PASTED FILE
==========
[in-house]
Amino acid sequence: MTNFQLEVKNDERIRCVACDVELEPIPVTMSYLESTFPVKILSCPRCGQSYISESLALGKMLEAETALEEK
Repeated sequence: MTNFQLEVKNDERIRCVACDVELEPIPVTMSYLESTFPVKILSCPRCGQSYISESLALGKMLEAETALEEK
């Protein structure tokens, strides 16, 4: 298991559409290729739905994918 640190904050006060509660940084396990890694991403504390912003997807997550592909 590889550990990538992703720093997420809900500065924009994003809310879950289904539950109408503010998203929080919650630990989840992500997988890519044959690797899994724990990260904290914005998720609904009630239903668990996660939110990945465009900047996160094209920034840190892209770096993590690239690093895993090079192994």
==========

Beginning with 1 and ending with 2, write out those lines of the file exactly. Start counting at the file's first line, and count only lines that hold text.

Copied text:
[in-house]
Amino acid sequence: MTNFQLEVKNDERIRCVACDVELEPIPVTMSYLESTFPVKILSCPRCGQSYISESLALGKMLEAETALEEK